In 2012, BMW did something truly special: it made a six-cylinder, rear-wheel drive hot-hatch—the BMW M135i. It was a break from the traditional four-cylinder, front-wheel drive hot-hatch formula made famous by brilliant cars like the Volkswagen GTI, Ford Escort and Peugeot 205 GTI. Then, in 2016, BMW replaced it with the M140i, an ever hotter version with a better engine. Now, both cars are available on the used market and enthusiasts can get them for affordable prices. So here’s a brief explainer on each car, to help you make the most informed decision possible.
As previously mentioned, the 2012 M135i came first and it came with a 3.0-liter turbocharged inline-six engine (codenamed N55). It made 316 horsepower and 332 lb-ft of torque, which was less horsepower but the same torque figure as the 2011 BMW 1 Series M. That engine was paired with either a six-speed manual transmission or an eight-speed automatic. With the manual, it hit 62 mph (100 km/h) in 5.1 seconds but did the same sprint in 4.9 seconds with the auto. The latter of which was actually the same as the 1M, which proves just how quick it was in its day.
All of its power went to the rear wheels, which gave it the correct chassis balance for a sports car. However, its open rear differential meant that it wouldn’t slide its back end around as well as something like a 1M or an M3. Still, a rear-wheel drive hatchback with a big turbo-six isn’t something anyone’s going to complain about. BMW’s xDrive all-wheel drive was optional but it was the rear-drive car that really excited enthusiasts.
Unless it looks like the pre-LCI 1 Series hatchback, that is. As great as it was to drive, the M135i just wasn’t a good looking car. Its original design was one of the strangest, frumpiest BMW designs of its time. Although, it would look downright handsome and reserved in today’s lineup. Its freaky looking headlights and weird shape made it the troll of BMW’s 2012 lineup, though that didn’t stop customers from buying it and for good reason. It was great to drive.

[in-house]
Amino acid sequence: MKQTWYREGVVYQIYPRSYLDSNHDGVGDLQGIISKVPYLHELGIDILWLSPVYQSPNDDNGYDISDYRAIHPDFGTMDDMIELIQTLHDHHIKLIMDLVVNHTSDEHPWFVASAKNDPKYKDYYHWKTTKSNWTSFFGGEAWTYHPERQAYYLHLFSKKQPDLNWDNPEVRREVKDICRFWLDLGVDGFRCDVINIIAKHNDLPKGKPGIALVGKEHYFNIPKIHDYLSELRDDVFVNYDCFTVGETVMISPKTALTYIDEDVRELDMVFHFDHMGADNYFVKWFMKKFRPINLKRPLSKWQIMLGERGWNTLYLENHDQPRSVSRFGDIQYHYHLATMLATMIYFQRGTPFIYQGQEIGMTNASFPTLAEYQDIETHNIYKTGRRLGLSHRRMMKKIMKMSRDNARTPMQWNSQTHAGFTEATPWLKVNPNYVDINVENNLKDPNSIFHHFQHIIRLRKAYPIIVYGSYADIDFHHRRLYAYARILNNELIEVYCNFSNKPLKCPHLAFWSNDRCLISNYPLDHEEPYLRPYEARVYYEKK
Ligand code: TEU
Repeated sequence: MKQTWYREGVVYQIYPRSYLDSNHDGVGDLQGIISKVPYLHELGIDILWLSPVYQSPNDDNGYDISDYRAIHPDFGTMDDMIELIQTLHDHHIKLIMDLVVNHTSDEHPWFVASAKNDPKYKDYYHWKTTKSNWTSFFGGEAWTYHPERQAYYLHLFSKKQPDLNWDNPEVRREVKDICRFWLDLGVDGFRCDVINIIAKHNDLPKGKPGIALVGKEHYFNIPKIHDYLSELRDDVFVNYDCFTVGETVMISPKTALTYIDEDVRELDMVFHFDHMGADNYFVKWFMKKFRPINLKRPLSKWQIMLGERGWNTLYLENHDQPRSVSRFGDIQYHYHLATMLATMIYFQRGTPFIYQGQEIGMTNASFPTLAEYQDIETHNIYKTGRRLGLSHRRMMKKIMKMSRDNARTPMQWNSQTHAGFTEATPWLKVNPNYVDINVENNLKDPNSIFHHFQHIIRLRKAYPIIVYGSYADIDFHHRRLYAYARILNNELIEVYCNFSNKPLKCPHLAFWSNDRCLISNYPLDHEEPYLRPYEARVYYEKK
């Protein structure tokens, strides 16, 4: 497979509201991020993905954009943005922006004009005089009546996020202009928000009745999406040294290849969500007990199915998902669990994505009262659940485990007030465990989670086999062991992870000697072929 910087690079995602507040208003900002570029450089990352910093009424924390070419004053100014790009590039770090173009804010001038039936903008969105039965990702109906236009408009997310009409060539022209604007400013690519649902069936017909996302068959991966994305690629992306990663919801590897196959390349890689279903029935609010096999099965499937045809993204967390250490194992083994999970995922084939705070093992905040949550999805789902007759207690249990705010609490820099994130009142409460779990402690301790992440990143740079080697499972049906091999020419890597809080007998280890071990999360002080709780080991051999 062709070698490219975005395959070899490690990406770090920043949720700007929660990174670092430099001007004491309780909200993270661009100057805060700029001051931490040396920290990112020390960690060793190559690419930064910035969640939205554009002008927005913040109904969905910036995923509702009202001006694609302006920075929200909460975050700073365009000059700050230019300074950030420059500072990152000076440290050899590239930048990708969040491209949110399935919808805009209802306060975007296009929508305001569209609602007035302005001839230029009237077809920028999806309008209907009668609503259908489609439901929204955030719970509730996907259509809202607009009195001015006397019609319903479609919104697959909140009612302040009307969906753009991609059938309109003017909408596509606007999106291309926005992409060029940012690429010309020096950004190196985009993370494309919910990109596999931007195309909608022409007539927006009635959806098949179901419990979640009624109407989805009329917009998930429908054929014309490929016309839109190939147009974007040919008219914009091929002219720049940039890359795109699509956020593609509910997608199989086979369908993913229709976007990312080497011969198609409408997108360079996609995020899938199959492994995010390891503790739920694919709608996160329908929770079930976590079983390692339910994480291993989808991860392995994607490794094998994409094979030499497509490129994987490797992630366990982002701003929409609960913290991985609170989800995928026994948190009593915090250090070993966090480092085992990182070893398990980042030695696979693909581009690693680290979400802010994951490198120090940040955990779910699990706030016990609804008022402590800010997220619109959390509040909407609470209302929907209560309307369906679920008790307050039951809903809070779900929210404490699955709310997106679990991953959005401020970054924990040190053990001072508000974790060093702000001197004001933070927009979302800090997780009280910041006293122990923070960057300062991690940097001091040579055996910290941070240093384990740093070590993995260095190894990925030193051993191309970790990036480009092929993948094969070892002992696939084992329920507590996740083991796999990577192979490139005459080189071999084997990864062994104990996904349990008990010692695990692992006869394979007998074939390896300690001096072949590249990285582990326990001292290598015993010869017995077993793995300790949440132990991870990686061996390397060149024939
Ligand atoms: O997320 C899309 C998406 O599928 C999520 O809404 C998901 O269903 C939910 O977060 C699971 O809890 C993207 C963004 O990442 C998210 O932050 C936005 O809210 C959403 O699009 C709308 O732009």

In 2016 BMW gave the 1 Series a facelift, improving its looks dramatically, with an entirely new face. More than that, it got an entirely new engine and a new name to prove it. It went from the M135i to the M140i, dropping the N55 engine for the incredibly B58 engine, in its earliest iteration. Power jumped up to 340 horsepower and 369 lb-ft of torque, though transmission options stayed the same. The B58 engine was more powerful, smoother, more refined, more fuel efficient, and even more reliable. It was one of the most significant engine upgrades of any BMW at the time.
As fast and excited as the M135i was, the M140i was even better. Not only was its engine better, as well as its performance, but it handled better. BMW improved its steering, over the overly-assisted variable steering of the M135i. While it was still electrically assisted and variable, BMW was getting better at tuning its steering setups.
More importantly, though, it looked better. Its headlights were entirely different, looking sharp and handsome, and its grilles were slimmer and more cohesive. Imagine that today, BMW coming out with an LCI refresh and it having smaller kidney grilles. Its taillights also went from silly little squares to more L-shaped lights, like you see on current Bimmers.
Inside, the M140i gained a new iDrive system and an updated design. New trim, a slightly revised center console, and a new steering wheel came with the M140i, which made it feel more in keeping with BMW’s more modern cars of the time.
Which to Buy?
There’s really only one reason to go for the BMW M135i and it’s cost. Being older, featuring the weirder looks, and using an older engine, the BMW M135i is quite a bit cheaper on the used market than the M140i. Cheap is good, especially considering that means more money left over for mods. However, the M140i was, and still is, superior in every single way. It has the better engine, the better looks, updated interior, and better tech. Sure, it’s more money but if it’s within your budget, it’s the one you want.